RTTI Script basic examples

After a few requests for examples and an assertion in the comments that noting actually compiles or runs, I’ve updated the repository a little.

I’ve fixed a few bugs in the parser, and updated the executor to support the Environment object.  I added an Examples folder with two simple Hello World projects.  They both display a message box with a simple greeting.  The message box, of course, is not built in to the scripting system, so it has to be imported from the Delphi project.  These two sample programs demonstrate the two ways to do this: through external unit registration and with an Environment object.

The rsCompiler unit provides a class called TrsTypeImporter that’s used to import new types, variables, constants and routines (hmm… maybe I should change the name to just TrsImporter?) to make the compiler aware of them.  To register a new external unit, call RegisterStandardUnit on the compiler.  It takes two parameters: a unit name and an anonymous reference to a procedure that takes a TrsTypeImporter as an argument.  The first time a unit with that name is used in the script, the compiler will call the method reference, providing an importer to register things with the compiler.  A unit named “system” is always used, so if you want to import things that will always be available to the script, call RegisterStandardUnit and use “system” as the unit name.

Any units registered with the compiler also have to be registered with the script executor by a similar process.  The interface for the executor’s RegisterStandardUnit system is not stable yet, but it currently allows you to register your standalone routines in the callback.  I’ll add support for registering classes and external variables soon.

The second, simpler way to do imports is through the Environment object.  The second sample program shows how this works.  You declare a class and register it with the compiler, and every public method and property on it will be available to the script engine as if they were global routines and variables declared in the “system” import.  Then you register an instance of the class with the script executor before loading the program.  (It’s important to note that the Environment has to be registered with the compiler before compiling, and with the script executor before loading the program.)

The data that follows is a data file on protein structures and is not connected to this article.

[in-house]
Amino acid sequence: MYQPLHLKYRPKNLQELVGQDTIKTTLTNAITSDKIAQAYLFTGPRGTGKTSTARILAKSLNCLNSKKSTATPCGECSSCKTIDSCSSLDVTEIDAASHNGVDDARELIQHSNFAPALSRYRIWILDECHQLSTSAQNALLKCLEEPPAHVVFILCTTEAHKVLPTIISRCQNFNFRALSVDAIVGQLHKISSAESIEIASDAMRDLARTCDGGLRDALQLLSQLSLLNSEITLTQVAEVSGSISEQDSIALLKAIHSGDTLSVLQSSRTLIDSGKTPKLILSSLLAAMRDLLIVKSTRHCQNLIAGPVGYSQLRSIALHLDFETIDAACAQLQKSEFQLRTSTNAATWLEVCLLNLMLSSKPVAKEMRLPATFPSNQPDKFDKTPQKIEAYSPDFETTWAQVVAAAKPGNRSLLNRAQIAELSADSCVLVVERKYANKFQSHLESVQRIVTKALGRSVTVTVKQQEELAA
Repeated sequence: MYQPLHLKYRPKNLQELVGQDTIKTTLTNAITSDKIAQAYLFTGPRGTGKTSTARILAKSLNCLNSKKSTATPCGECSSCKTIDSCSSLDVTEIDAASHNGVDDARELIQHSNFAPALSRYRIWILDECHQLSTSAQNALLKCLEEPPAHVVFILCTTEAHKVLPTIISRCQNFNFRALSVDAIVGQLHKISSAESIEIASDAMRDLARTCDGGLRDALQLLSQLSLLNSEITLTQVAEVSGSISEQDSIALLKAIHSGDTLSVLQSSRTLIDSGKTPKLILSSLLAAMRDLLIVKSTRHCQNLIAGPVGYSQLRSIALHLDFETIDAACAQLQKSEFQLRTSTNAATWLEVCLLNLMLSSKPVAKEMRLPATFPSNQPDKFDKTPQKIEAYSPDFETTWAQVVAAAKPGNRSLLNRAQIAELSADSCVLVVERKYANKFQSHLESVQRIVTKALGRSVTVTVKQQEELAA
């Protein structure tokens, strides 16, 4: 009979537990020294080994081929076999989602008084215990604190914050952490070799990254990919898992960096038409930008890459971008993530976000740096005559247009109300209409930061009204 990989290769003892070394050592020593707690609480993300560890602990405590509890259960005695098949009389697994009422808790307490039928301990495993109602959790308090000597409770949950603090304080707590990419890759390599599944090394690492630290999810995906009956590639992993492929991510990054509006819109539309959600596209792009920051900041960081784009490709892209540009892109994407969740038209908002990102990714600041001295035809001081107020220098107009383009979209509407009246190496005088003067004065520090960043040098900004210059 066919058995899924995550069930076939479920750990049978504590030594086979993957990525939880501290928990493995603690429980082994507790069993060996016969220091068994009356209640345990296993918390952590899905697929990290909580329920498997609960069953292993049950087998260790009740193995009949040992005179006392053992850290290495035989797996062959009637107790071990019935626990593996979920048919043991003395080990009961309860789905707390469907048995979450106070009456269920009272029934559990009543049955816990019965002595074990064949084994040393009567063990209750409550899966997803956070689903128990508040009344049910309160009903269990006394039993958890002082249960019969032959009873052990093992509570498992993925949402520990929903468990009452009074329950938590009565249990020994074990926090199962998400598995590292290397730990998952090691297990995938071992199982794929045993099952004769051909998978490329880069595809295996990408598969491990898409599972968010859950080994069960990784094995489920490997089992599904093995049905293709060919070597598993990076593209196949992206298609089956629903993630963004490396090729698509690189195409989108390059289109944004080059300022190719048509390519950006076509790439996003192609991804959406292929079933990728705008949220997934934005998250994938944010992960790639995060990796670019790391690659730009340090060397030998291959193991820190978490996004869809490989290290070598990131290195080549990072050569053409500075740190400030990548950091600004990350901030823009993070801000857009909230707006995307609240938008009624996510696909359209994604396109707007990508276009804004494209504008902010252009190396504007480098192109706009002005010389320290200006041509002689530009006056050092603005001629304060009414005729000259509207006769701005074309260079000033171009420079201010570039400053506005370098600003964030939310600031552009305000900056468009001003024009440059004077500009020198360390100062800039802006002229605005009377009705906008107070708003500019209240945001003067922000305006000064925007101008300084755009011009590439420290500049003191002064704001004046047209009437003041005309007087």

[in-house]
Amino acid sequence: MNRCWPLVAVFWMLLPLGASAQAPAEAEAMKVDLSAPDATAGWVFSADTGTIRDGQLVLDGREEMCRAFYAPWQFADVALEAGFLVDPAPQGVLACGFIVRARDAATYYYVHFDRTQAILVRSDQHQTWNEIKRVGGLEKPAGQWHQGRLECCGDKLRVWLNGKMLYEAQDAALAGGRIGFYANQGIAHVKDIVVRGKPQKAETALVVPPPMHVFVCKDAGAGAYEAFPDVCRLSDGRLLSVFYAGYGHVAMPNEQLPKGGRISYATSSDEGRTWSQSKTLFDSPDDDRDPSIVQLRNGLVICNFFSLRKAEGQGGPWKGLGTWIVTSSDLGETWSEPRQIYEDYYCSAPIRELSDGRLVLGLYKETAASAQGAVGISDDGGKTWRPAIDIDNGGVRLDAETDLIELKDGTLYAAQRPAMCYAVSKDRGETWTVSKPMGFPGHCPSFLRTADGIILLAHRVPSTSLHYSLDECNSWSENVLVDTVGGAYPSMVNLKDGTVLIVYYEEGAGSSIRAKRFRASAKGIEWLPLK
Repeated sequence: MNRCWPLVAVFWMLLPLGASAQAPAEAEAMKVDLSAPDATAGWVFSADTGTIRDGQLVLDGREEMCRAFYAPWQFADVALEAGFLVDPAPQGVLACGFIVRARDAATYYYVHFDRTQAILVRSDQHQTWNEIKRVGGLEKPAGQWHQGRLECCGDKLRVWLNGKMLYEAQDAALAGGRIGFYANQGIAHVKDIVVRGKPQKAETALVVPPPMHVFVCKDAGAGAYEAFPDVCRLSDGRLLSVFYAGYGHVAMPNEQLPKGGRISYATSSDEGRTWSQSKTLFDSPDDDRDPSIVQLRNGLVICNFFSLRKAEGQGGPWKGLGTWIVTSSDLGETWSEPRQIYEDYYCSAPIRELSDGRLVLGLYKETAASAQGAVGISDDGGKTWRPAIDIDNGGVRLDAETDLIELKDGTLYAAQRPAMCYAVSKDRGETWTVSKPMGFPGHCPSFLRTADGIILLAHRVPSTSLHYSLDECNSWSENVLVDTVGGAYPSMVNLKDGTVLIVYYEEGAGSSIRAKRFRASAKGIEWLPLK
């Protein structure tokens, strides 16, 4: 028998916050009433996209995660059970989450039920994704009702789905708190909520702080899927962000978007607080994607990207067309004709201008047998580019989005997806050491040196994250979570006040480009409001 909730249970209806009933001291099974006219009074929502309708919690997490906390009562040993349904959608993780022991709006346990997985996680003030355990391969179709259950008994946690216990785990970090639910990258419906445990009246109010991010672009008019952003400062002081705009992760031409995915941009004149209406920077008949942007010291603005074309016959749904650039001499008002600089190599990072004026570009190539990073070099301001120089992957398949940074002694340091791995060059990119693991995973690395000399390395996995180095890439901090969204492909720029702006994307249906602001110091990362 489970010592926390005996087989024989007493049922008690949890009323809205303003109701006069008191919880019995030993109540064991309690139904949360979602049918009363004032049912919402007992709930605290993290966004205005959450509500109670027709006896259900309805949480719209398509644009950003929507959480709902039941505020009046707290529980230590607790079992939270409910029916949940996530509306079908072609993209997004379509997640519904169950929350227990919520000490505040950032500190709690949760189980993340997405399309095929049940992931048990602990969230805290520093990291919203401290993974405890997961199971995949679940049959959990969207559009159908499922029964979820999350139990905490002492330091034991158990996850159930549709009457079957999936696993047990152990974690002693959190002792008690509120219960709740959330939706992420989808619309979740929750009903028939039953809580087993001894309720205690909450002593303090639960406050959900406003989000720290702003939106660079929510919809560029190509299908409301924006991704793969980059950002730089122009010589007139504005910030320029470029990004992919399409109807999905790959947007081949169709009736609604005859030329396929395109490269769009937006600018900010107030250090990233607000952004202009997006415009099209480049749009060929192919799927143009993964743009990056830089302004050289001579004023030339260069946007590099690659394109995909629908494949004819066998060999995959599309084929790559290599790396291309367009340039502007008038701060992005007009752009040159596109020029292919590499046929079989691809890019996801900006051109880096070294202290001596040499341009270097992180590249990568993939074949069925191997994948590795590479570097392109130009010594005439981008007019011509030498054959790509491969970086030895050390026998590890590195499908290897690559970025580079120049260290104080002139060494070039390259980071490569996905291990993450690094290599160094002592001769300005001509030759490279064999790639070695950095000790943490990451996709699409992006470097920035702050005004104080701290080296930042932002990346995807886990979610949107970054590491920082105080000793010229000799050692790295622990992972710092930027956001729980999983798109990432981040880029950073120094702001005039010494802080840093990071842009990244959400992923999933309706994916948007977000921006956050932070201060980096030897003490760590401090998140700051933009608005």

It’s possible to use both systems together, of course.  If you want to break up your external routines into groups, you could declare and register multiple external units, but still have a group of globally-available methods in an Environment object.

Hopefully these examples will show people how to get started.  I’ll add some more examples as needed and when I get some more features ready.


  1. Brian Frost says:

    Mason, How does RTTIScript differ from, say PascalScript or Eric’s DWScript? Is there any actual documentation? I see the two simple examples but it’s not clear how far the code goes (to me at least!).

    • Well, so far it’s still an alpha-level system, still under development with some major features missing. But the two major differences between RTTIScript and the other engines you mentioned are:

      * It’s built upon Delphi’s extended RTTI system and able to use its features to simplify a lot of the work involved in making your scripts interface with the rest of your program.
      * It’s able to utilize class creation technology to allow you to define your own classes within scripts, including by descending from existing native classes, and pass them out into native code seamlessly.

  2. Dave B says:

    Was trying to test under XE2. It seems RTTI has changed.
    Cannot build examples (there is no PivateHeap.pas file any more).

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